Vikings cornerback Cameron Dantzler has “full movement” and was expected to travel back with the team from Green Bay on Sunday, after he was carted off the field and evaluated for a concussion and neck injury at a hospital.
Dantzler, the rookie activated from the reserve/COVID-19 list on Saturday, was tackling Packers running back A.J. Dillon in the first quarter when safety Anthony Harris’ thigh appeared to clip Dantzler’s helmet, causing his head and neck to snap back. He was evaluated by Vikings trainers before he was strapped onto a backboard and carted off the field.
“Cam’s doing better,” coach Mike Zimmer said postgame. “He went to the hospital, evaluated for a concussion. They’re bringing him back now and he should head back [with] us tonight.”
The collision left Dantzler motionless for seconds. His acknowledgment of teammates while being carted into the locker room eased the worst fears, linebacker Eric Kendricks said. Dantzler underwent an X-ray at Lambeau Field before he was taken to a hospital “out of caution,” the team said in a statement.
“As he was leaving the field, he started wiggling a little bit,” Kendricks said. “He was looking at us and talking to us a little bit. It was a good sign from there.”
Multiple new injuries popped up at cornerback, where the Vikings were already without Mike Hughes (neck) and Holton Hill (foot) entering Sunday. Cornerback Mark Fields exited in the third quarter because of a punctured lung, according to a source. He seemed to suffer the injury while tackling Packers receiver Equanimeous St. Brown on a fourth-down conversion. Cornerback Kris Boyd was helped off the field in the fourth quarter because of an apparent leg injury.
Down to two available corners in rookies Jeff Gladney and Harrison Hand, the Vikings moved safety Anthony Harris to nickel corner and rookie Josh Metellus went in at safety for the final few minutes.
Packers quarterback Aaron Rodgers finished with 291 yards and three touchdowns, but it wasn’t enough.
“We had corners that were gone, hurt. We had to play [without] a nickel [corner],” Zimmer said. “Try to manufacture all those things and get the calls they could execute, as well.”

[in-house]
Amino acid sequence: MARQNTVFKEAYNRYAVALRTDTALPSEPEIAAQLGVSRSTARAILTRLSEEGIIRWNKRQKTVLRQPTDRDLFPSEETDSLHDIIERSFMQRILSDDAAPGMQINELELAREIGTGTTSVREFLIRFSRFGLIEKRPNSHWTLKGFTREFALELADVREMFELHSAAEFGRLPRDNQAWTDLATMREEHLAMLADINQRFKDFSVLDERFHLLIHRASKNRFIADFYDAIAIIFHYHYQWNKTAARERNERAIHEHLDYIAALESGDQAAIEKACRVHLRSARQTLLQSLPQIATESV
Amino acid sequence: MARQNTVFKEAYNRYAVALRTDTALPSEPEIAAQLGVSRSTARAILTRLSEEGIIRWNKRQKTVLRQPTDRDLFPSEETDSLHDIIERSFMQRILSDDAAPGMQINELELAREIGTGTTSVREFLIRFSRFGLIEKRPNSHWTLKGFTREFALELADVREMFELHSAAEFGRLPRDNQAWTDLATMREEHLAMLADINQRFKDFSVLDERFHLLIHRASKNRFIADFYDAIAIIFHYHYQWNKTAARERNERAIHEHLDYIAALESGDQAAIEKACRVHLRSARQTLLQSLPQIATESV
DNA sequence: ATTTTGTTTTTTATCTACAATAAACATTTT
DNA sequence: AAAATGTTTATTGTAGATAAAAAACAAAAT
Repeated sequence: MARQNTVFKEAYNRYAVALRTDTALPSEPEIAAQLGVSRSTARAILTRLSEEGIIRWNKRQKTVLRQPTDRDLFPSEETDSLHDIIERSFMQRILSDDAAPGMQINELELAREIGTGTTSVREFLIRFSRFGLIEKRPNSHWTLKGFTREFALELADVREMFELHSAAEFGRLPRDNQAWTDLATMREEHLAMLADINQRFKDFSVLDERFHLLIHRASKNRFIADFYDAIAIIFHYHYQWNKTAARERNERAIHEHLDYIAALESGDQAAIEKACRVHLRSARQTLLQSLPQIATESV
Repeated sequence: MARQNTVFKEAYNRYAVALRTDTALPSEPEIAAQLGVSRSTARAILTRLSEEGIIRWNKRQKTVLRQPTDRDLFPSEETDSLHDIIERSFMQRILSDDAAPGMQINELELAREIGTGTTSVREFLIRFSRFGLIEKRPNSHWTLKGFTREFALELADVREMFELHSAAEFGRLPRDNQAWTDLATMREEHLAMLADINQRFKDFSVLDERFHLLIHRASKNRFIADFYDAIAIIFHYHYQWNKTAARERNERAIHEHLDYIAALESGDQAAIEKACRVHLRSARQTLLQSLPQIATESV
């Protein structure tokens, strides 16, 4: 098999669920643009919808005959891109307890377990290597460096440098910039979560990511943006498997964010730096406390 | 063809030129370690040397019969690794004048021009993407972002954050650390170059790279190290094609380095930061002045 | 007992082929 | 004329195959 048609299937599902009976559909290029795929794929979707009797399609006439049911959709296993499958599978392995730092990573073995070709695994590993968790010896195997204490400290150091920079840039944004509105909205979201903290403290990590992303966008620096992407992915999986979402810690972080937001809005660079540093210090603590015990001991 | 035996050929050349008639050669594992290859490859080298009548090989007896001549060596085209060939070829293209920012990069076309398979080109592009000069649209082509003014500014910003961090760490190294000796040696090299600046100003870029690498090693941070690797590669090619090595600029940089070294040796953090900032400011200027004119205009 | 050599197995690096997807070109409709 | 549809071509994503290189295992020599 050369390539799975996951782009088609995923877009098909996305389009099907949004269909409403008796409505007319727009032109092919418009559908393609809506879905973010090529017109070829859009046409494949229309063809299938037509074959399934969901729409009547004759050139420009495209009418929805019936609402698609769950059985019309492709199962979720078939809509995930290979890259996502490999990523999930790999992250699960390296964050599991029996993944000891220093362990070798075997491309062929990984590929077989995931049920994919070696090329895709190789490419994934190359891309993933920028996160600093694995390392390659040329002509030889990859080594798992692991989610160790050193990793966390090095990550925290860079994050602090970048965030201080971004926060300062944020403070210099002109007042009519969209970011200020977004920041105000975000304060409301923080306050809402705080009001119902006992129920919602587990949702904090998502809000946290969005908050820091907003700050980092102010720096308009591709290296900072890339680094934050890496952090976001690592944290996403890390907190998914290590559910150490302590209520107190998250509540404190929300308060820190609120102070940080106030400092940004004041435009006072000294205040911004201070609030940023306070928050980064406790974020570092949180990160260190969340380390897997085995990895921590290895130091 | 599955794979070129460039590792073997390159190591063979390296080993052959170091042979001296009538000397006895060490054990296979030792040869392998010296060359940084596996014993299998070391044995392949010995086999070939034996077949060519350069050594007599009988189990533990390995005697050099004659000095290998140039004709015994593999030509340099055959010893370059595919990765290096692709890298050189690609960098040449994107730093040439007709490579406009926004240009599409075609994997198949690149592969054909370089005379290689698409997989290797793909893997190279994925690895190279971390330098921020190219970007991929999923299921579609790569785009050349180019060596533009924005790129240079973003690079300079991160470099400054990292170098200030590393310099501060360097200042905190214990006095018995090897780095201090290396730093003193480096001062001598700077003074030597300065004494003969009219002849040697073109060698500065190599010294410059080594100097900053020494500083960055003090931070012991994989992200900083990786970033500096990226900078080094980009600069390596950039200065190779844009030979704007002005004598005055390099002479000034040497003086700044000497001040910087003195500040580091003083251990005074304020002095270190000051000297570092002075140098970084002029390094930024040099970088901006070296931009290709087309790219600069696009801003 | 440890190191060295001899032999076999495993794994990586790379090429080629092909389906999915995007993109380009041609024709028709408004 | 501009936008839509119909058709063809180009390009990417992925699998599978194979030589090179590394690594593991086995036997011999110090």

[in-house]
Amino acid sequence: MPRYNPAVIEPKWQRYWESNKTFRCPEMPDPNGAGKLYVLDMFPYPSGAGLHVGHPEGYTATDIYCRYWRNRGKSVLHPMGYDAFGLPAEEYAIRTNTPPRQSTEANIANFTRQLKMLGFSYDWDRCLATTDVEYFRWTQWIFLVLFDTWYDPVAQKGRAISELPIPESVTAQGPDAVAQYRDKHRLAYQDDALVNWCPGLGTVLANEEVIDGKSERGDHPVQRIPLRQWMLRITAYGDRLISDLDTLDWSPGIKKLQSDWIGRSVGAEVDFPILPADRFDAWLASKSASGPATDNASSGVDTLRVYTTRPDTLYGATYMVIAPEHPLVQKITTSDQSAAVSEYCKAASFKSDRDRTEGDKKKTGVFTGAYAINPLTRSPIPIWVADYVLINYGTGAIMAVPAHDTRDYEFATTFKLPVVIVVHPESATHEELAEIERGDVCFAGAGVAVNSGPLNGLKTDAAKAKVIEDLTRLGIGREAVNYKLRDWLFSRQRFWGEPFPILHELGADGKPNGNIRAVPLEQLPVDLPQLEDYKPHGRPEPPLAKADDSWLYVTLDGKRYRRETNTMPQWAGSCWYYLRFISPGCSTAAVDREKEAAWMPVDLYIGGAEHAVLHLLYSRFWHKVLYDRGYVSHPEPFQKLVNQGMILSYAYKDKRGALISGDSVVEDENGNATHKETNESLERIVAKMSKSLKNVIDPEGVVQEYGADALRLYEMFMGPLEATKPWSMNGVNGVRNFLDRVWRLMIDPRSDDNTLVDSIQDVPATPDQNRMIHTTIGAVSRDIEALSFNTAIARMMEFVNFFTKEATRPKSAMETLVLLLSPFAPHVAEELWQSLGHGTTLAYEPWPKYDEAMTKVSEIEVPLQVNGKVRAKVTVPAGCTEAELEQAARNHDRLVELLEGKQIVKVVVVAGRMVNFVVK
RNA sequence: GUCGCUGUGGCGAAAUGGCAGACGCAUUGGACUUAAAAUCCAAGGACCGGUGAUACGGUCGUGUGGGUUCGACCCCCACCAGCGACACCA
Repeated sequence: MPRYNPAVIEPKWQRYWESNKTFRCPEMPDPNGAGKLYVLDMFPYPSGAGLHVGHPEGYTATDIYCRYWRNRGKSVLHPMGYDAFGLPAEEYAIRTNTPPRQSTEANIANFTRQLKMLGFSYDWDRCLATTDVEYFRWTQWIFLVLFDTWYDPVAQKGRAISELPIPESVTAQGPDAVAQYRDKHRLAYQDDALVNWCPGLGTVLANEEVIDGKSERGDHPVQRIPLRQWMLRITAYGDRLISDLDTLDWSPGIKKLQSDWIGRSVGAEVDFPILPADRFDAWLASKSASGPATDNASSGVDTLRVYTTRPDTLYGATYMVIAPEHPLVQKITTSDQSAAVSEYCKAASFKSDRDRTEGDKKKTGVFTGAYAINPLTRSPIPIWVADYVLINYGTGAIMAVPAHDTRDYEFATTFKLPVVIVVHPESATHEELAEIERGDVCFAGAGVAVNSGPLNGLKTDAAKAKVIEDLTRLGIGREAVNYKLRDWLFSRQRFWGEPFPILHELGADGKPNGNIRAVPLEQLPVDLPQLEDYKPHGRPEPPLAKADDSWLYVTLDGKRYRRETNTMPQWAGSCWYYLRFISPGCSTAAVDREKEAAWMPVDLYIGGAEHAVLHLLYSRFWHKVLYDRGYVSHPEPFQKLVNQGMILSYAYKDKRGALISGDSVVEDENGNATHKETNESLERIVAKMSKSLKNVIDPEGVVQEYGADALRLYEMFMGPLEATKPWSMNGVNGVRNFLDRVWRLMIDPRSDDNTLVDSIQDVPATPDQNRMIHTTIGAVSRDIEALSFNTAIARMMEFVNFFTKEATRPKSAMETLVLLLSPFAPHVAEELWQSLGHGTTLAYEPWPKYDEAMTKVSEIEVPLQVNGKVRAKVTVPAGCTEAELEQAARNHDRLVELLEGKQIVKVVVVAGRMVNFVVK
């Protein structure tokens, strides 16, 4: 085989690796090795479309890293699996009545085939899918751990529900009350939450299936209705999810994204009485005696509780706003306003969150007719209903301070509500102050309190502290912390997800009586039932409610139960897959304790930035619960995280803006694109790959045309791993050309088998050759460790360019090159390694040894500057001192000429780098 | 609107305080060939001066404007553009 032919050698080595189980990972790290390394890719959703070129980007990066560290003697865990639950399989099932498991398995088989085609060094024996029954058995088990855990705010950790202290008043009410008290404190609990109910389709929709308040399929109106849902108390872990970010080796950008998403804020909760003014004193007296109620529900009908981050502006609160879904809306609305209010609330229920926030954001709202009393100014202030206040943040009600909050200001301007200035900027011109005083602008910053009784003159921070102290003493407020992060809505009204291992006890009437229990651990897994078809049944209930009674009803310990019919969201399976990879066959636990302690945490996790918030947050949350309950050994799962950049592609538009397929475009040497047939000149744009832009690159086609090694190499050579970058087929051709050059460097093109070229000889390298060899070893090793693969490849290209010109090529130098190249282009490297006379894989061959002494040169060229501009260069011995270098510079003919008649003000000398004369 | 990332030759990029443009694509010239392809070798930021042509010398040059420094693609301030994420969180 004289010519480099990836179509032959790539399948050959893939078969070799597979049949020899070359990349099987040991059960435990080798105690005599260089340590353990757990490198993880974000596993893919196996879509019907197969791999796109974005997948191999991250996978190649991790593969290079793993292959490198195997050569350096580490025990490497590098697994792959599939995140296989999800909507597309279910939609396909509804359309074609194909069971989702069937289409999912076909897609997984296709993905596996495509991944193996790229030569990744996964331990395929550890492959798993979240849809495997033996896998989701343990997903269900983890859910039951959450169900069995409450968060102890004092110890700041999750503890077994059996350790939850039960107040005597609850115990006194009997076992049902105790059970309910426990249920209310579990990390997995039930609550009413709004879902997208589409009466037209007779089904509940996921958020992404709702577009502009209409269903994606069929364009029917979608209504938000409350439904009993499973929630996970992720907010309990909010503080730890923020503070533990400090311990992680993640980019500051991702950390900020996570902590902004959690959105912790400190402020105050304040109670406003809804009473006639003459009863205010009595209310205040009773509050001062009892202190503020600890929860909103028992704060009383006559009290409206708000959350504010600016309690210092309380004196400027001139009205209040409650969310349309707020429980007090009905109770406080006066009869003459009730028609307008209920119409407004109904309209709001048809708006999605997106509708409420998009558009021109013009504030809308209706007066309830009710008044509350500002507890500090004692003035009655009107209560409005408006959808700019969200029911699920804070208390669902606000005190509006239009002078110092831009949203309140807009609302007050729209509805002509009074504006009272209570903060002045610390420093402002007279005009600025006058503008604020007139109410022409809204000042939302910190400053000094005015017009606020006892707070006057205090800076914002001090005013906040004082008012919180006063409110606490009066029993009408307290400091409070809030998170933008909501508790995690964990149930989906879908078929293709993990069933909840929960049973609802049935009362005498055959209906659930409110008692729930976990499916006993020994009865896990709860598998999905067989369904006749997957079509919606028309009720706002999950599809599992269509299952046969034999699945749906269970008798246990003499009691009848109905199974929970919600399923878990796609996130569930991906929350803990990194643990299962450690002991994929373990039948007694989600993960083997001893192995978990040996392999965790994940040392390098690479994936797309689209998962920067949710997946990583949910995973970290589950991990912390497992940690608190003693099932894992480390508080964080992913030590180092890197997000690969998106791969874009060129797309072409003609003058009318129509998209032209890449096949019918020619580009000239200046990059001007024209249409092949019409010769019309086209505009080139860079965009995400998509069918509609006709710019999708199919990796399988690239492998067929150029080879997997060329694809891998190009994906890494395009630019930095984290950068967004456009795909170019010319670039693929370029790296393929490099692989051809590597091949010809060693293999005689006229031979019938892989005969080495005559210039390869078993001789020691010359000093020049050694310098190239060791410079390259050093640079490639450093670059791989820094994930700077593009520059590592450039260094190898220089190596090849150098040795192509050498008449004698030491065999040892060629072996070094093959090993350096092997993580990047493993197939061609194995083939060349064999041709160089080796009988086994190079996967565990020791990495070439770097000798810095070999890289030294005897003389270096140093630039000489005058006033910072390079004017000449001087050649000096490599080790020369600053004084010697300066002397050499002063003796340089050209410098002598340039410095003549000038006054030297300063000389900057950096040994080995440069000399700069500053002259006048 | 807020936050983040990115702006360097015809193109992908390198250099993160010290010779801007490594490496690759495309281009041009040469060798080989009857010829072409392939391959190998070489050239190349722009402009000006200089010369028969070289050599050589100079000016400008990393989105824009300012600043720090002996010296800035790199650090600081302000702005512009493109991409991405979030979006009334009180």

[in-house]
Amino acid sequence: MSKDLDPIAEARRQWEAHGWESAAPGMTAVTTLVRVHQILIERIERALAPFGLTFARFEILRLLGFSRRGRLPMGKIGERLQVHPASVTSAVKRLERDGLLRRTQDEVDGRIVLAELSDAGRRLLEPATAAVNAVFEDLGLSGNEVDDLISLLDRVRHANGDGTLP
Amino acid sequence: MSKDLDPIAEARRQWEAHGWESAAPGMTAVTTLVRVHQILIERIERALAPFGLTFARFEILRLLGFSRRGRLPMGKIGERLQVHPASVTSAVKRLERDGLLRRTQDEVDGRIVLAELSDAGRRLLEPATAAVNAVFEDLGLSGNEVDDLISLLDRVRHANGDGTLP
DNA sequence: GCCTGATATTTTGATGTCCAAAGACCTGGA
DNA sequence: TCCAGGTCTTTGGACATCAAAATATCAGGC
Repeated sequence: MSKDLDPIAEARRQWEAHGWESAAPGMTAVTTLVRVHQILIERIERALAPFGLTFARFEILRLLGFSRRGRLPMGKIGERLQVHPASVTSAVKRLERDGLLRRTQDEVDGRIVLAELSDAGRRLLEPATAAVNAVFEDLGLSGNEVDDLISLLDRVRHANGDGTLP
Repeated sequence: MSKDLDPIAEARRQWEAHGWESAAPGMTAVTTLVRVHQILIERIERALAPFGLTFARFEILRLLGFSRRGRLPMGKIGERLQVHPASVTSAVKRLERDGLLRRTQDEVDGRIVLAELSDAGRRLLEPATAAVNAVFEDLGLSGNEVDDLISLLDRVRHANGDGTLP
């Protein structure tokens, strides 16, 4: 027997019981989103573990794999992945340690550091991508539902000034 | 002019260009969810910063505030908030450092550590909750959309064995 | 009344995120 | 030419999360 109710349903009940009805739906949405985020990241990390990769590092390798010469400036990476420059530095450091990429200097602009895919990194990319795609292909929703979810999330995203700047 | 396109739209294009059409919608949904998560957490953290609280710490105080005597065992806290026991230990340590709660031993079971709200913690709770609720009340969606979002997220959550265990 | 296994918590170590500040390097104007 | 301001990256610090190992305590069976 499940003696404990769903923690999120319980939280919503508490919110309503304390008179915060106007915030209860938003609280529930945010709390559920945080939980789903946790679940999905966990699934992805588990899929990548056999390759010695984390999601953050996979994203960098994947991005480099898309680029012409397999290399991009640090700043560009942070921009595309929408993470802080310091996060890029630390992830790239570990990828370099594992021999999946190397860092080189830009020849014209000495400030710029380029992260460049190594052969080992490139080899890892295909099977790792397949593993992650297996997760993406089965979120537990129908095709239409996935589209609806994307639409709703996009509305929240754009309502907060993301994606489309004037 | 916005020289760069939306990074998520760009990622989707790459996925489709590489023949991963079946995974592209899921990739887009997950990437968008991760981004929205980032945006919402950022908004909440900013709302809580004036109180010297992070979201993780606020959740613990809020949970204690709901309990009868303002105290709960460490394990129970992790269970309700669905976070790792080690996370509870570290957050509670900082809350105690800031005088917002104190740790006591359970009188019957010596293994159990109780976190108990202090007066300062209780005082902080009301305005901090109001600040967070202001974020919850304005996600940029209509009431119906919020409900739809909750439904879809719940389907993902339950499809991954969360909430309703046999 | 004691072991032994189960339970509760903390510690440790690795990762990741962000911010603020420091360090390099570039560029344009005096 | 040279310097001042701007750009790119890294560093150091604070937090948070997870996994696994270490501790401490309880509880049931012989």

Both the Vikings (seven penalties for 36 yards) and Packers (nine penalties for 85 yards) were called for season highs in penalty totals by referee Alex Kemp, whose crews entered Sunday throwing the third-most flags of any NFL referee.
Four of the 16 accepted penalties were for some form of pass interference, an infraction only one other NFL referee’s crew has called more than Kemp’s. But the Vikings caught a break when officials picked up a flag on Harris for early contact with Packers tight end Robert Tonyan on fourth down in the fourth quarter.
“I was surprised they threw the flag, how about that?” Kendricks said.
Wonnum steps up
Jalyn Holmes got his second NFL start at defensive end in place of Yannick Ngakoue, who was traded to the Ravens during the Vikings’ bye week.
The new-look defensive line didn’t get a sack until rookie end D.J. Wonnum hit Rodgers from behind on the game’s final play, which can serve as a confidence boost for Wonnum and other young defenders.
“It’s important not only for him but for other guys to see that as well,” Zimmer said. “Part of the thing with D.J., and with all young players, is learning to trust your athleticism. Kind of just free-flowing and playing. That kind of thing will help him in the future.”
Cleveland keeps job
Rookie Ezra Cleveland kept his starting right guard job despite the return of Dru Samia from a wrist injury. Cleveland replaced Samia in the Week 6 loss to the Falcons and has taken over that spot after Samia struggled through four starts.
The Vikings have another two weeks to activate Pat Elflein from injured reserve. He returned to practice last week.
Andrew Krammer did not travel to Green Bay for Sunday’s game. He wrote this account after watching the television broadcast and participating in interviews via videoconference.